The birth of Giotto
Giotto was originally put forward as part of a joint NASA/ESA comet mission. After USA pulled out, ESA took the bold decision to proceed alone on this once-in-a-lifetime venture. There was little margin for delay - if this fly-by opportunity was missed, Comet Halley would disappear into the depths of the Solar System to be hidden from view for the next 75 years!
The plan was to send five spacecraft — two Soviet, two Japanese and one European — towards the comet on its return to the inner Solar System in 1986.
While the Japanese spacecraft made long distance measurements, the Soviet Vegas would act as pathfinders, passing close enough to locate the comet’s nucleus. The information they sent back would allow Giotto to home in with great accuracy on Halley’s solid heart.
The most difficult problem to overcome in the Giotto mission was how to ensure that the spacecraft survived long enough to snap its close-up pictures of the nucleus.
The spacecraft and the comet were heading towards each other at a combined speed of 245 000 kilometres per hour.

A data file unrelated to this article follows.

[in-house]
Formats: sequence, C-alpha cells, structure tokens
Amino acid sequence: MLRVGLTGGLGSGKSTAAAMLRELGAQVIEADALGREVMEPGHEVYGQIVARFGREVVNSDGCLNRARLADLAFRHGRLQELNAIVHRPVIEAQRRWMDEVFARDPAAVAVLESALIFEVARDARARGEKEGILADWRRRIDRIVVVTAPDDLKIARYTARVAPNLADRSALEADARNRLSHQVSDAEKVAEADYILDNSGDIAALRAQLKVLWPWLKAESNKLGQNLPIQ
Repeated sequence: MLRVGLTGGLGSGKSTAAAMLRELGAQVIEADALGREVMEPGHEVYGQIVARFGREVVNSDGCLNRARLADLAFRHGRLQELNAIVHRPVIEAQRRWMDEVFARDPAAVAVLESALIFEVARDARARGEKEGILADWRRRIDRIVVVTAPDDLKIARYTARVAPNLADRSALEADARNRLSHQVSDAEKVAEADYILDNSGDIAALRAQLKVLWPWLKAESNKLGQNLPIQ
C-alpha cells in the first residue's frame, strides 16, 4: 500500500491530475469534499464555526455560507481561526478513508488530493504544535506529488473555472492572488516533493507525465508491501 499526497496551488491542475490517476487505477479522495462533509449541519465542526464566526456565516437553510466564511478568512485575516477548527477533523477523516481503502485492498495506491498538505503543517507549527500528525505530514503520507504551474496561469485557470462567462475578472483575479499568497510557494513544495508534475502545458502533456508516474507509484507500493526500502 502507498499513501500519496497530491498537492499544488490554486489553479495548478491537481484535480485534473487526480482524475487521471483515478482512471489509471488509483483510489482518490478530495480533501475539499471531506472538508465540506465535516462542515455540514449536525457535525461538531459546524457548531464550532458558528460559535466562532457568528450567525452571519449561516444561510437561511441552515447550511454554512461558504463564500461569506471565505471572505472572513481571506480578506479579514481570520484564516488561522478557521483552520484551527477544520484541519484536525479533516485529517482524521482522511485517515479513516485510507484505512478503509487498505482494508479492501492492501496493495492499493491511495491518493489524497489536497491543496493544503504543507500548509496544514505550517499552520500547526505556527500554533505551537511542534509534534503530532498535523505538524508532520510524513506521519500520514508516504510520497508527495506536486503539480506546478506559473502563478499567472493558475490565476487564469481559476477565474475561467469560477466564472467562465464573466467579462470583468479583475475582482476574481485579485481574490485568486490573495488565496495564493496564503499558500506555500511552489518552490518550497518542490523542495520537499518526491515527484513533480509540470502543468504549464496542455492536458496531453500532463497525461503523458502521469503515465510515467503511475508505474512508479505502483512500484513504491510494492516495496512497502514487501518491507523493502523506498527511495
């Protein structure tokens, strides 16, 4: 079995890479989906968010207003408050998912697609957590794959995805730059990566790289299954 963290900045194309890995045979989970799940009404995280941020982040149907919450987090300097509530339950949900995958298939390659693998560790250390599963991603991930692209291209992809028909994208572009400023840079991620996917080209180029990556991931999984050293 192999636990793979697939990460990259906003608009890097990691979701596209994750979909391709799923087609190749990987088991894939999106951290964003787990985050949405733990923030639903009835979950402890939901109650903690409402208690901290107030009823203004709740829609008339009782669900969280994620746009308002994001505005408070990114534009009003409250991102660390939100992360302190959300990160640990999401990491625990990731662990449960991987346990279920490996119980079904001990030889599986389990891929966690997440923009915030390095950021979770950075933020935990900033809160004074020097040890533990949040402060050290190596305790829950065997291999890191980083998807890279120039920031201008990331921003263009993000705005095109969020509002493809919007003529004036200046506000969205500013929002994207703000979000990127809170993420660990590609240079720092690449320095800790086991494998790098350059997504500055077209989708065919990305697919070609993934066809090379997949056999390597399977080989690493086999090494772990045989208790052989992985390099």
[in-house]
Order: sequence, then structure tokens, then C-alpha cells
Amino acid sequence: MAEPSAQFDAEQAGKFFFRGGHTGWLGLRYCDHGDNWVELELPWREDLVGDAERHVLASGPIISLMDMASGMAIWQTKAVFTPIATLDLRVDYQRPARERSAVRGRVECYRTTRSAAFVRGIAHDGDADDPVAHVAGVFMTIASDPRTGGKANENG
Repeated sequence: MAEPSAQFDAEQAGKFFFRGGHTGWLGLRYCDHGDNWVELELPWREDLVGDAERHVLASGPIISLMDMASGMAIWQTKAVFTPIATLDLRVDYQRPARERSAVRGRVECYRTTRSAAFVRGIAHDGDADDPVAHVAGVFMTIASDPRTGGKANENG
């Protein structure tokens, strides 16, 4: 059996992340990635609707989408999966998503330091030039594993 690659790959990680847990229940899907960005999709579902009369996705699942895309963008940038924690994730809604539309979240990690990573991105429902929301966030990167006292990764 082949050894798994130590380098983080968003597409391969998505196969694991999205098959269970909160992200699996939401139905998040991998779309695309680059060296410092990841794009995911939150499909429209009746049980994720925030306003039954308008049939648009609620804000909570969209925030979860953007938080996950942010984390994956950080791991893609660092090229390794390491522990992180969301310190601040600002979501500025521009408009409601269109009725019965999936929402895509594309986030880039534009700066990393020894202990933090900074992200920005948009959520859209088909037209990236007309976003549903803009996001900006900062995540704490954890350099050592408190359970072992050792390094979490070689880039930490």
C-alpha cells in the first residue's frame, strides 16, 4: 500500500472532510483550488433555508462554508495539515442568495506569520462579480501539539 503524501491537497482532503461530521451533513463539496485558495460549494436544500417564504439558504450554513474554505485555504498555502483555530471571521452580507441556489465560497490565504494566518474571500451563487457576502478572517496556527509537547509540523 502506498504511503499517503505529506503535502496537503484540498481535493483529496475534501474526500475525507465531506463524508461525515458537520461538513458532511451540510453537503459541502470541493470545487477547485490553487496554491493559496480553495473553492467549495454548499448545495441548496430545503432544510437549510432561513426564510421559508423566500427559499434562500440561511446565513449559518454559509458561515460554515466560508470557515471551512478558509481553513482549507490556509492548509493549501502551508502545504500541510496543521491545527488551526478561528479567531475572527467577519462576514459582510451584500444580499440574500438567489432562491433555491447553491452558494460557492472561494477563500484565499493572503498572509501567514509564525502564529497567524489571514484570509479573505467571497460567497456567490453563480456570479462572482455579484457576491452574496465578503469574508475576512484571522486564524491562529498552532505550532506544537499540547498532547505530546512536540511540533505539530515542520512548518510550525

That is an equivalent speed to crossing the Atlantic Ocean in 11 minutes! At this speed, a 0.1 gram dust particle would be able to penetrate through 8 centimetres of solid aluminium.
Since it was out of the question to equip Giotto with a 600-kilogram aluminium shield, engineers turned to a more subtle, ‘sandwich’ design first proposed by American astronomer Fred Whipple back in 1947 — long before the beginning of the Space Age.
Giotto was based on the GEOS Earth-orbiting research satellites, which were built by British Aerospace at Bristol, United Kingdom. To protect it from a battering by the high-speed dust particles during the comet encounter, the most significant modification was the addition of a dust shield.
This dust shield consisted of two protective sheets, 23 centimetres apart. At the front was a sheet of aluminium (1 millimetre thick), which would vaporise all but the largest of the incoming dust particles.
A 12-millimetre thick sheet of Kevlar at the rear would absorb any debris that pierced the front barrier. Together these sheets could withstand impacts from particles up to 1 gram in mass and travelling 50 times faster than a bullet.
Notes to editors:
The following organisations built the various scientific instruments on board Giotto: University of Cologne (Germany), MPI (Lindau, Germany), University of Kent (United Kingdom), CESR (Toulouse, France), Mullard Space Science Laboratory (United Kingdom), MPI (Heidelberg, Germany), CNRS (Verrières-le-Buisson, France), St. Patrick's College (Ireland), University of Bern (Switzerland) and the Ruhr University (Bochum, Germany).
For more information:
Gerhard Schwehm, ESA Rosetta Project Scientist
E-mail: gerhard.schwehm @ esa.int